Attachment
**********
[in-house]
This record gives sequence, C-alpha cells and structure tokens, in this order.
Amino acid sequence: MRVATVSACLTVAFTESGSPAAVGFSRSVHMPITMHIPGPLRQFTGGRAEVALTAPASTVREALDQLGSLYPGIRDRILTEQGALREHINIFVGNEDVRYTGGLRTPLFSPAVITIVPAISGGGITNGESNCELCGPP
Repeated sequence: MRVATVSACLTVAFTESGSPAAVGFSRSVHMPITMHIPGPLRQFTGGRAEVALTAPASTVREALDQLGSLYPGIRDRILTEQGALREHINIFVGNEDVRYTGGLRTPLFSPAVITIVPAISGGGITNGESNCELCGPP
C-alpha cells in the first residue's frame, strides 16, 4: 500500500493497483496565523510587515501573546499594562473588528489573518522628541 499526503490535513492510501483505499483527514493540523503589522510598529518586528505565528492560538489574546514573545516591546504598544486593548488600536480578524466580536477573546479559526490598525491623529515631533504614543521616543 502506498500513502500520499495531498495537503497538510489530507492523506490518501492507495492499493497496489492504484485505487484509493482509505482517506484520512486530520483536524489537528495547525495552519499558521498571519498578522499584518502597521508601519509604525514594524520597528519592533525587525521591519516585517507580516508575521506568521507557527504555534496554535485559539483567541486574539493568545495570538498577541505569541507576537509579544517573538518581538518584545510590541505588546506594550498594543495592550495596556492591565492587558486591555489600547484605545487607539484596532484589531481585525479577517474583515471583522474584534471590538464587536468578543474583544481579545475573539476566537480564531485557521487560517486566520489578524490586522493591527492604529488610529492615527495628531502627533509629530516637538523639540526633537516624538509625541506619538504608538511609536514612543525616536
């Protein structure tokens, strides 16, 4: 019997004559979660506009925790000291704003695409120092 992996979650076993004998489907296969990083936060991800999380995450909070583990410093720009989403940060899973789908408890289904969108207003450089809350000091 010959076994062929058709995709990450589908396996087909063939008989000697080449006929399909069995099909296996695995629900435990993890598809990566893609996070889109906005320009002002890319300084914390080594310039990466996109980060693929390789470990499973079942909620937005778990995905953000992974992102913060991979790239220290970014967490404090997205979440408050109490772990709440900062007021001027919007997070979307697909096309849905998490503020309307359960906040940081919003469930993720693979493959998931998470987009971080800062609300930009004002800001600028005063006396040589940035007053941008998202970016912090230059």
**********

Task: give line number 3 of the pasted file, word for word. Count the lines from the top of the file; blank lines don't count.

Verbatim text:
Amino acid sequence: MRVATVSACLTVAFTESGSPAAVGFSRSVHMPITMHIPGPLRQFTGGRAEVALTAPASTVREALDQLGSLYPGIRDRILTEQGALREHINIFVGNEDVRYTGGLRTPLFSPAVITIVPAISGGGITNGESNCELCGPP